A: No. Companies can get a license to cultivate if they meet all the criteria. However, this won't be a free market. The government will control the entire production and determine the price, quality, and maximum production volume. Each household may also have six plants for their own consumption. Users can also join a cannabis club, where consumers can exchange information amongst themselves. Clubs will be allowed to grow bigger amounts of plants.
Q: And how about smokers who cannot or will not grow their own, will they be able to buy it, too?
A: In the pharmacy. Drug use belongs in health care. The pharmaceutical sector manages all medications where health risks are applicable and is therefore the logical distribution point. People will be able to go there for both medicinal and recreational use of cannabis. Adult residents in Uruguay will be able to buy a monthly maximum of forty grams.
Q: Why does the government need to be involved with this?
A: In Uruguay, there are about 120,000 daily-to-occasional cannabis users. At present, these people are buying from criminals and strengthening local mafia. If the government can take control of that market, criminal organizations will lose their main source of income.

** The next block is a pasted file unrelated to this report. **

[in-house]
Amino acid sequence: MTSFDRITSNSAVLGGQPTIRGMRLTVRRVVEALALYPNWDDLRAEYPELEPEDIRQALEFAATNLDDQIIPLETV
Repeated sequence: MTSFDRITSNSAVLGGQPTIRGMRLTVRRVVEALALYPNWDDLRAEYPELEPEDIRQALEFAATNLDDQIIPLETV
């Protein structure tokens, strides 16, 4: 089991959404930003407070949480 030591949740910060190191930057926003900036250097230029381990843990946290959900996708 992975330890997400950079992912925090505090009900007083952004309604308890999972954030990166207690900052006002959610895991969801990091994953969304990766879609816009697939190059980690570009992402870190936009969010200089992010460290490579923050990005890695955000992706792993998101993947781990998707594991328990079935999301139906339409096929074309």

Q: The going rate for a gram here is a U.S. dollar, that's pretty cheap.
A: That's the going price on the black market, which we need to compete with. Not more expensive, but not cheaper either. Research shows that consumers prefer the legal market to the black market if they have a choice. The quality is better and it's safer, because they no longer have to deal with criminals.
Q: The President of the Supreme Court, Jorge Pino Ruibal, thinks it should be given away for free, so long as people register as users.
A: His opinion is obviously important. We have studied the idea and considered it, but it was too complex. Soft drugs would easily find their way to the black market. Free drugs are obviously attractive for criminals to sell abroad. The threshold for cannabis use would be too low. We don't want to encourage anyone to smoke weed, let that be clear.
Q: Why is registration so important?
A: Firstly, in order to check the production volume, which should not exceed the demand. Secondly, to monitor individual consumption; if anyone needs more than one gram per day they have a problem. Anyone using that much will be walking around like an idiot all day and probably have problems at work or in their studies. Gathering this information will allow us to propose proper treatment for these people. But we're not going to force anyone into taking treatment; that would be counterproductive.